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Committed to improving the lives and outcomes of people with psychosis
Dr Geraldine Strathdee, National Clinical Director for Mental Health, who today addressed the National Psychosis Summit, details NHS England’s ambitions for the next five years:
I have been fortunate to work with people with psychosis, and am full of admiration for them and their families.
Admiration for how they live with this challenging condition in the face of the stigma more often than compassion. Yet they manage to be good neighbours, contributing citizens and good employees when they are given those life opportunities some of us take for granted
The leadership challenge for NHS England and its system partners is how to “industrialise” improvements in commissioning and care for people with psychosis to deliver the outcomes and value for which there is such a clear evidence base.
The transformational change in the care of those who have suffered a Stroke shows that it can be done, and we are keen to learn from this. We can use similar methodologies, adapted and co-produced with service users. Over the next five years, our ambition is for continuous, sustainable, and feasible improvement in the care of those who suffer from psychosis, with them and for them.
There are very clear standards of care, including NICE guidelines and robust peer accreditation schemes. There are examples of excellent practice, but there are major variations in quality.
The variations in care are in seven core standards:
- Timely access to reliable information, so the person understands their condition, the treatments and how to self-manage;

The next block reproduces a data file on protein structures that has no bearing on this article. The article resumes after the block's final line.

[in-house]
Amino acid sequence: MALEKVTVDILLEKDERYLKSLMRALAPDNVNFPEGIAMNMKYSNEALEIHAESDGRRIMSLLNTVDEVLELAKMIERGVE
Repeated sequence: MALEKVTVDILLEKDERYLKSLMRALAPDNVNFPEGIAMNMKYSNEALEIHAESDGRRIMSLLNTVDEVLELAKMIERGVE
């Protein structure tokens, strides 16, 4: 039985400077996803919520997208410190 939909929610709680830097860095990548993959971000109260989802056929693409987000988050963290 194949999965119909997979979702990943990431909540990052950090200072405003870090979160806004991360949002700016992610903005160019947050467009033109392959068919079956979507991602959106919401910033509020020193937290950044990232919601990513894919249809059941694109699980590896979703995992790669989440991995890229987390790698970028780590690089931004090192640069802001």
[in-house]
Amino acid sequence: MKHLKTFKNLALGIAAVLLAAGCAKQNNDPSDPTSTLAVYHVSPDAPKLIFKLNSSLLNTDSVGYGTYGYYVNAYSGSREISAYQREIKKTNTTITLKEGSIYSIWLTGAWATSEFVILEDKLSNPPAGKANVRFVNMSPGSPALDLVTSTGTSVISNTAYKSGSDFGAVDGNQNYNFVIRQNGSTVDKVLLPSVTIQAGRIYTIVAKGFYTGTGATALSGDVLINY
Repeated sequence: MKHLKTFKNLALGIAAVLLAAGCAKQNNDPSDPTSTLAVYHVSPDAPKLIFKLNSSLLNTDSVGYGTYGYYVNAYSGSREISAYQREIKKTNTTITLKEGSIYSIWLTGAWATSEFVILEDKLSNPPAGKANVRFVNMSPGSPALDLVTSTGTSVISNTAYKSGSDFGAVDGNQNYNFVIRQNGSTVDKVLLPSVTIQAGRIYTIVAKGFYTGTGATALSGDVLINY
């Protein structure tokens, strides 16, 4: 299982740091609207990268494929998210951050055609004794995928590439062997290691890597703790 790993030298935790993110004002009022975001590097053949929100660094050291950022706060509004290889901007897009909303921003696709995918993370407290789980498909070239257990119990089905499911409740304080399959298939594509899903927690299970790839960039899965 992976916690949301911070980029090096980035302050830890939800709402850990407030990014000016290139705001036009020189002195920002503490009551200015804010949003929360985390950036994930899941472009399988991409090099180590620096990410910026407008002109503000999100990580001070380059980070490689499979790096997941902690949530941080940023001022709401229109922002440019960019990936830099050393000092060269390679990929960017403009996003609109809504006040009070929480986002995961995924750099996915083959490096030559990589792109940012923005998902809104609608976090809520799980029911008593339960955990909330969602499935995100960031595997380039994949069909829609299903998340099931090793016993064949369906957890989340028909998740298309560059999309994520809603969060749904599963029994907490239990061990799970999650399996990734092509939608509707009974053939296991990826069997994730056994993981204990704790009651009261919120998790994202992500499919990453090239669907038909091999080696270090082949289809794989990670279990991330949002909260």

- Safe medicines and support for monitoring;
- Access to psychological therapies;
- Better physical care to reduce premature mortality,
- Employment support;
- Recovery interventions;
- Rapid response in crisis.
So what actions have we taken?
Through a range of commissioning levers and support for provider improvement, in 2014/15 we are tackling:
- Accessing physical care to reduce the 15 to 20 year prematurely mortality: Today’s National Psychosis Summit launches the NHS England physical health CQUIN. From this week, every inpatient unit in all mental health providers will start to embed systems to ensure that every patient has the physical assessments and treatments for the cardio-metabolic conditions that cause the premature deaths. This is the largest ever international improvement programme for people with psychosis, and we need all hands on deck, and to share the good practice to deliver this better care.
- Accessing psychological therapies for people with psychosis: Our Improving Access to Psychological Therapies (IAPT) programme development for people with psychosis continues, and is embedding improved assessment and outcome measurement into routine mental health practice. This year, we have a quality premium incentive to increase commissioning of psychological therapies. (ref Quality Premium).
- Access to employment support: We have the Clinical Commissioning Groups Outcome Indicator Sets (CCGOIS) lever to promote CCGs commissioning the highly effective evidence based intensive employment support programmes and treatment. (ref Centre for MH).